To the left he saw a thin hole in the stone that had been hidden from the outside. It was only inches wide, but the stones were loose from the quake and wiggled free when he held the babe in the crook of his arm and pushed with his free hand. In a few minutes he had an opening large enough and he crawled through.

Again, with deference, he held the baby by the neck and backside and walked to the back of the house. He had almost turned the corner when the boy flailed his arms and sucked in a breath to cry.

“Kriskin malor!” Al yelped, almost dropping him. “Oh, not today for you, little one! Death will take no one!”

And he ran to the woman, all three of them wide-eyed in shock. “He’s cold,” he said, handing him off to his mother. “You need to feed him and change him, quickly! Blanket! We need…”

A blanket.

He sprinted to the mailbox and yanked on the comforter, moving back to the trio. “Here,” he said. “Swaddle him in this.”

The woman with the bandaged head was already nursing him, sobbing with her exhalations. The other woman, the grandmother, perhaps, pulled Al aside and kissed him on the forehead. “Thank you, young man,” she said. “Whatever can we do to repay you?”

“Just tell other people that we’re here. Maybe we can save more.”

He felt jittery as he walked back to Telbarisk. His hands could make aspens jealous. “Was that kouriya?” he asked.

“I don’t know,” said Tel, “but it certainly feels like it.”

* * *

The word spread quickly throughout the town: if you knew someone missing, you found the tall man and the brown-skinned man. They kept on street corners and by important buildings for visibility and the people came. In the first thirty-six hours (since they stayed up all night), they saved fifteen cold, starving, injured people from broken houses and buildings. Grandfathers, daughters, fathers, aunts, a doctor, a few bakers, and one nobleman who promised them anything they wanted if they ever visited them in Quirr down in Tektorn.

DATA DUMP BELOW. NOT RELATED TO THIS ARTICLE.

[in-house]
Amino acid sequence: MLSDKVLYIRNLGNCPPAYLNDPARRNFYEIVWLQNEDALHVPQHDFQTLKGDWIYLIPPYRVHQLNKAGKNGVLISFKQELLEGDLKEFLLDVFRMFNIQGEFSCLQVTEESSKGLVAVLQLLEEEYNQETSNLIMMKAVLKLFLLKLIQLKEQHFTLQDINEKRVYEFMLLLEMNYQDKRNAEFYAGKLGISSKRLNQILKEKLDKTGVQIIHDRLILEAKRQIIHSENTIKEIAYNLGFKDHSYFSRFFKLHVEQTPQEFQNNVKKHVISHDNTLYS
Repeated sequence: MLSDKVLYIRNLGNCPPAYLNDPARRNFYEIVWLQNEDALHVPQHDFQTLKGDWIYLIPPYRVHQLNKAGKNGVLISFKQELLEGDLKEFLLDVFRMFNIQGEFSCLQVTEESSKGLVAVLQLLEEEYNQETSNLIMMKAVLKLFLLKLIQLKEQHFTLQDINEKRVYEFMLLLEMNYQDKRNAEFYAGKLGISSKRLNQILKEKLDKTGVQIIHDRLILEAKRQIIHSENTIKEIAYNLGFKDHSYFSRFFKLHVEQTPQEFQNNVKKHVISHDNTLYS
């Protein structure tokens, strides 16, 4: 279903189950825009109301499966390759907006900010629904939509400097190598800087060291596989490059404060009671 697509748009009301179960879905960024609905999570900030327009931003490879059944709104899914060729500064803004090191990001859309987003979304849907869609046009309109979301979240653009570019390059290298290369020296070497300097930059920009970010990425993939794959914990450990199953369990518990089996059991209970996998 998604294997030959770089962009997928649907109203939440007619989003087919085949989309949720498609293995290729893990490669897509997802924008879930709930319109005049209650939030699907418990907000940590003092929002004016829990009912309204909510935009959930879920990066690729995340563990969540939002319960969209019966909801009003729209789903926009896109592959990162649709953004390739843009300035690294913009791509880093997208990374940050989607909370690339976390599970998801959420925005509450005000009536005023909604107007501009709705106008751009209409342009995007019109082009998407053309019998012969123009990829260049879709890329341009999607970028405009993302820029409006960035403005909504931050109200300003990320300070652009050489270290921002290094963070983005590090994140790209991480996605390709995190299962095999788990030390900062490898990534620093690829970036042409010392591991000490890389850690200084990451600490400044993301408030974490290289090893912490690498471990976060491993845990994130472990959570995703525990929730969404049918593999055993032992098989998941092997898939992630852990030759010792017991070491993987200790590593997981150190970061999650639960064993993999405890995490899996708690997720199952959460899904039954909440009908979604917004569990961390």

It wasn’t without it’s tragedies. Six bodies were recovered during that time. After the two of them slumped against a wall and each other in exhaustion, the ratio of dead to living began to increase. The stories from those surviving became more from luck and skill, such as a young teenage boy pulled up drunk from his parents’ basement from surviving for four days on whiskey and wine. The tearful thanks from people reunited turned to nodding acceptance or quiet blame.

The requests slowed by the fifth day, so they went back to helping people move debris out of the roads and secure places for people to stay until their houses were fixed or rebuilt.